1. 1. An unladen particle (U) does not attempt to pass a laden particle (L) ahead of it. Instead it stops and waits until the laden ant has moved forward enough for it to take another step.
  2. 2. An outbound particle (O) stops and gives way to a laden particle (L), and potentially a number of unladen particles (U) following the laden particle (See The cooperative rule below).
  3. 3. An unladen particle (U) stops and gives way to an outbound particle (O), unless the outbound particle (O) is waiting following an interaction with a laden particle (See The cooperative rule below).

In order to cover all interaction possibilities we also included the following two rules not quantified in [22];

  1. 4. A particle of any type (O, L and U) does not attempt to pass another particle of the same type ahead of it. Instead it stops and waits until the particle has moved forward enough for it to take another step.
  2. 5. A laden particle (L) does not stop for stationary inbound unladen particles (U) ahead of it.

The cooperative rule.

When an outbound particle gives way to a laden particle a number (n = 0,1, …,15) of unladen particles traveling in line behind the laden ant may also be allowed passage. This phenomenon was referred to as “the cooperative rule” in [22] and the probability that n unladen ants benefited from the passage of a laden ant in this way in the experiments was quantified and presented in (Fig 6 in [22]). Here we use the experimentally observed probabilities and implement the cooperative rule as follows. Based on particle speed, an unladen particle takes approximately one second to pass the stationary outbound particle directly after the laden particle has passed and the experimentally determined time loss per contact was 0.8 seconds (S1 Table). So in order to let n unladen particles pass the outbound particle (O) waits for τ = 0.8n seconds after encountering the laden particle before it starts to move again. Once the outbound particle starts to move it has priority over unladen particles again. The traffic rules for particles on the narrow trail are summarized in Table 1.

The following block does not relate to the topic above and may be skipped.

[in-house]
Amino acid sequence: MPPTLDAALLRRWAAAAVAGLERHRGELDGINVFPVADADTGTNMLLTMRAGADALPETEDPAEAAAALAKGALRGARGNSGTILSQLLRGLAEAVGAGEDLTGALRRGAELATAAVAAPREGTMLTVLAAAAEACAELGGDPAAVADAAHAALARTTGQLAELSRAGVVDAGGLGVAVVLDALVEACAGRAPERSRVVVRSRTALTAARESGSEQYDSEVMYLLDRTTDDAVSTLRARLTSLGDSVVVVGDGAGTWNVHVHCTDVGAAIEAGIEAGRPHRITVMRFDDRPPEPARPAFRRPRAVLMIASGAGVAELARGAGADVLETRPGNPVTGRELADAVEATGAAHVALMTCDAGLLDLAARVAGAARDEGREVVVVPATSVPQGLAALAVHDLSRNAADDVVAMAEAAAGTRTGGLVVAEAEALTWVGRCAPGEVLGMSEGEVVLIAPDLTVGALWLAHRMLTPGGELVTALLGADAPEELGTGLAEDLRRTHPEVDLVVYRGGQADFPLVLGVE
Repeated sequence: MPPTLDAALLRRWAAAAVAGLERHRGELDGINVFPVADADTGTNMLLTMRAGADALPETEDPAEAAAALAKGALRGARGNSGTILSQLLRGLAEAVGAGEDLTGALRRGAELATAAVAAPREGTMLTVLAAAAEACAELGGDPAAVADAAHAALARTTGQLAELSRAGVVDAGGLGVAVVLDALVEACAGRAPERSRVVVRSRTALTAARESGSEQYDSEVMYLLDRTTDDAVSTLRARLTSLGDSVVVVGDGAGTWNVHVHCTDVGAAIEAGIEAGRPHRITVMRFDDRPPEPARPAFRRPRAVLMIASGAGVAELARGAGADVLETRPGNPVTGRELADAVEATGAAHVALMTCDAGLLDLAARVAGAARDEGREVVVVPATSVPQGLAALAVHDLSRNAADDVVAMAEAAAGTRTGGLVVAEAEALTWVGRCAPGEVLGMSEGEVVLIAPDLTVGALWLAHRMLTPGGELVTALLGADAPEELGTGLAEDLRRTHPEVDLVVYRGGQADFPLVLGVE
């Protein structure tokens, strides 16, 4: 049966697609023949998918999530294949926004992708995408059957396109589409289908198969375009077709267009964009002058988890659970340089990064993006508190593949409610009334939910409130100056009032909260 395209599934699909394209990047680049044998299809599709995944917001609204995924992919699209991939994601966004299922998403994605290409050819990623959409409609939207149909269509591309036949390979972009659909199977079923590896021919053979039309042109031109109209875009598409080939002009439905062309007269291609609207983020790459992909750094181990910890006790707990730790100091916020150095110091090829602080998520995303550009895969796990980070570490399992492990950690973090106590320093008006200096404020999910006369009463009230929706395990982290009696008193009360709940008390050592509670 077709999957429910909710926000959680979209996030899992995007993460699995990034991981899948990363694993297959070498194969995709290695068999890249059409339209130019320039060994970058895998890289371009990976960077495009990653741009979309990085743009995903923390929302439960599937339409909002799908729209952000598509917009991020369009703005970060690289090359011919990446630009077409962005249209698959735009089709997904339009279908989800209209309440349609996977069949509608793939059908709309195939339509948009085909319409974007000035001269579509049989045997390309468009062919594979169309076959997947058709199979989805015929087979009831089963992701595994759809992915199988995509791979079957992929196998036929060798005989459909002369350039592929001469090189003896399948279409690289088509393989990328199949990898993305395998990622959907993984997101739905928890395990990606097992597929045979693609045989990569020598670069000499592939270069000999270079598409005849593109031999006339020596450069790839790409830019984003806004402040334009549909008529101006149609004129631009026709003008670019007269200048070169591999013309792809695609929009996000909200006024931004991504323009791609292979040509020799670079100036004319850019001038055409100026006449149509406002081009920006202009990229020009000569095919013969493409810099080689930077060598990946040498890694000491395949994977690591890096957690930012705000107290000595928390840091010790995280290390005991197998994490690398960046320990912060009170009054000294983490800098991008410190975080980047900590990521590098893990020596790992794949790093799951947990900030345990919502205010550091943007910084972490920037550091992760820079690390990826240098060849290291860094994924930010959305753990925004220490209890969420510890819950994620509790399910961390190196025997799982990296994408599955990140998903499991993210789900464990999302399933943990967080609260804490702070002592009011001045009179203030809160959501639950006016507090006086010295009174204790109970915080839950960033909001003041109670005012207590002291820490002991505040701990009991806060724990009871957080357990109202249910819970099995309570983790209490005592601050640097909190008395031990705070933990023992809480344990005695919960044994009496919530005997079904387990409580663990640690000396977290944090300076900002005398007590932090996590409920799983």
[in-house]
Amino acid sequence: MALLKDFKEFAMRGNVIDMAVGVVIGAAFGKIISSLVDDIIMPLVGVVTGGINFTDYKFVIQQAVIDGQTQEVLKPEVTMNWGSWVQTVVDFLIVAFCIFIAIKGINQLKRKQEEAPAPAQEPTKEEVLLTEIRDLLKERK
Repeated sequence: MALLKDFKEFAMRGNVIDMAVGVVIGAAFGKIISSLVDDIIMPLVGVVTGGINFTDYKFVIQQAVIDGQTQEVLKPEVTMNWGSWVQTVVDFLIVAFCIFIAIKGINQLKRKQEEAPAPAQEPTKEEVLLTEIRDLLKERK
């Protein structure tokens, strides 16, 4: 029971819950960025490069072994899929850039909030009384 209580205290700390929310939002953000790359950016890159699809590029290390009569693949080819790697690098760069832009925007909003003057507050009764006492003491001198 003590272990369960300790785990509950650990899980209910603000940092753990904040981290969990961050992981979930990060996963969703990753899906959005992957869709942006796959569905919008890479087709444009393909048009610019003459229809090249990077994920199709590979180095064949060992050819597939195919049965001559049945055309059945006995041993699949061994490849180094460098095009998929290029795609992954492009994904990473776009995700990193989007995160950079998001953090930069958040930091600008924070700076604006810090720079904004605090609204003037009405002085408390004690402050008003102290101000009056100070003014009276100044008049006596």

There is one unknown parameter in the model: the rate parameter μ associated with the Poisson process dictating the flow of particles leaving the nest and the leaf source. We know from the experiments [22] that the total number of ants crossing the middle of the trail in one hour on average was 5418.8 particles (S1 Table). Using simulations we found that the generic value μ = 1 produced a flow of 5347.2 (s.d. 73.5) over 1000 simulations, so we used this when running simulations to compare with the experiments.

Model for the wide trail

The wide trail experiment [20] was conducted using the same experimental procedure as in the narrow trail experiment and the results are summarized in S2 Table. Ants were forced to move on a 5cm wide and 300cm long trail linking the nest and the leaf source (Fig 1). In addition to the observations made in the narrow trail experiments on the wide trail the spatial organization of the traffic was also quantified. The number and type of ants (O, U and L) passing the midpoint of the trail in three different zones; a central zone (2.5cm wide) and two marginal zones (each 1.25cm wide) were recorded (Fig 1).